Researchers in a fifth study that reviewed over 400 female participants found that women with sleep apnea had a higher likelihood of cognitive problems, including dementia.
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The Capacity Of Short
Your short-term memory has a limited capacity. Certain studies conducted by the famous George Miller in the 1950s are often used as the guideline for determining how much capacity the short-term memory has. It is estimated that working memory can hold five to nine items at a time. However, newer studies have shown that in different age groups, the number is much lower, around four to five items.
The type and characteristics of the information also make a difference in how much can be stored in short-term memory. There have also been studies that have shown that short-term memory capacity and how long information remains in short-term memory can be increased if the information is said aloud.
Lowered Blood Oxygen During Sleep Can Have Consequences For Your Memory
There are three types of sleep apnea:
- Obstructive sleep apnea, in which your airway is physically blocked by improperly relaxed muscles in your throat, causing abnormal breathing during sleep
- Central sleep apnea, in which thereâs a problem with the brain signals that communicate with the muscles controlling breathing during sleep
- Mixed sleep apnea, which involves both of the above forms of the disorder
Obstructive sleep apnea is the most common form of sleep apnea, and when your sleep is interrupted, your mind struggles.
âObstructive sleep apnea can lead to serious cognitive issues related to memory loss,â Kent Smith, M.D., President of the American Sleep and Breathing Academy and Founder of Sleep Dallas, tells WebMD Connect to Care.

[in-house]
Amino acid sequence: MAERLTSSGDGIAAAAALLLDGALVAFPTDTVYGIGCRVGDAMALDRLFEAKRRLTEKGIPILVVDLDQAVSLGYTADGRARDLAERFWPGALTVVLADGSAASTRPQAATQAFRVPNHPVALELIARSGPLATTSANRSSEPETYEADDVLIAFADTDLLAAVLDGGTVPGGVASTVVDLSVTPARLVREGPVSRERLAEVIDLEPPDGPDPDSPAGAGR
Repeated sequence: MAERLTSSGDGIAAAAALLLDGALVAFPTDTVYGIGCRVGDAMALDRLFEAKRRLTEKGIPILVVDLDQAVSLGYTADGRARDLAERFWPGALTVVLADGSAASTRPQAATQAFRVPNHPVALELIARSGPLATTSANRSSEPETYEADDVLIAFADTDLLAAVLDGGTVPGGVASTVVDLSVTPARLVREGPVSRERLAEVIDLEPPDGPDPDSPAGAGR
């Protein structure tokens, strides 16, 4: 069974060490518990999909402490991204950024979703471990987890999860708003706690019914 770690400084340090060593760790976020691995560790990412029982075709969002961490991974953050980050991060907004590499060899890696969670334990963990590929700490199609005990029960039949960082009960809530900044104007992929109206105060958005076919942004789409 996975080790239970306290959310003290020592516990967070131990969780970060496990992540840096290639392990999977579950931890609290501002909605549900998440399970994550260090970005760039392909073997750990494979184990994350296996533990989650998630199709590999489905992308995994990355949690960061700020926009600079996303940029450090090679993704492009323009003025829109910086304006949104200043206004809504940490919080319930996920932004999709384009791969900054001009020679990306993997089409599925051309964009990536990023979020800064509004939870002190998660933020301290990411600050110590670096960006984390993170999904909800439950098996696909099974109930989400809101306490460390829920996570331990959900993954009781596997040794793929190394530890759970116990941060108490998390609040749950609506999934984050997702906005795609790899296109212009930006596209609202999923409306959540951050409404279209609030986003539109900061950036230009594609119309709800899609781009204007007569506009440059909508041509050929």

âDuring sleep, the brain consolidates and categorizes a dayâs events and commits them to short or long-term memory. During a sleep apnea âepisodeâ, a person actually stops breathing and the flow of oxygen to the brain is reduced or completely cut off multiple times during the night,â Smith says.
âThis, combined with chronic fatigue, can cause damage to the brainâs fiber pathways and structural alterations that regulate mood, memory, and blood pressure,â Smith explains.
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How Does Sleep Apnea Affect The Brain
Sleep apnea is an obstructive disease that affects the way you breathe while sleeping. OSA, otherwise known as obstructive sleep apnea, is the most common and the most destructive. Its no secret that sleep apnea can put a lot of stress on your heart but did you know that this condition of sleep apnea can also affect the brain?
Our sleep apnea specialist New York warns of the dangers of sleep apnea and the brain. While you may experience a range of symptoms with obstructive sleep apnea, some indicate damage to the brain.
Dont worry this damage can be reversed. Visit your sleep specialist about your best options and keep reading to learn the different ways that sleep apnea affects the brain.
More About The Research Procedure
The preliminary study was sponsored by the National Institutes of Health and lead by Dr. Diego Z. Carvalho. It included 288 patients over the age of 65 who do not currently show signs of failing memory or dementia. Data was gathered by examining the brains of the patients participating in the study using PET scans. Researchers were looking for collections of tau tangles in the temporal lobe of the brain.
Within this group, 15% of the patients had spouses or partners who had reported incidents of apnea while they were asleep. The study found that those who had a history of sleep apnea showed 4.5% higher tau levels in their entorhinal cortex than others. Researchers controlled for factors like age, sex, cardiovascular problems, and other sleep disorders.
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When To See A Doctor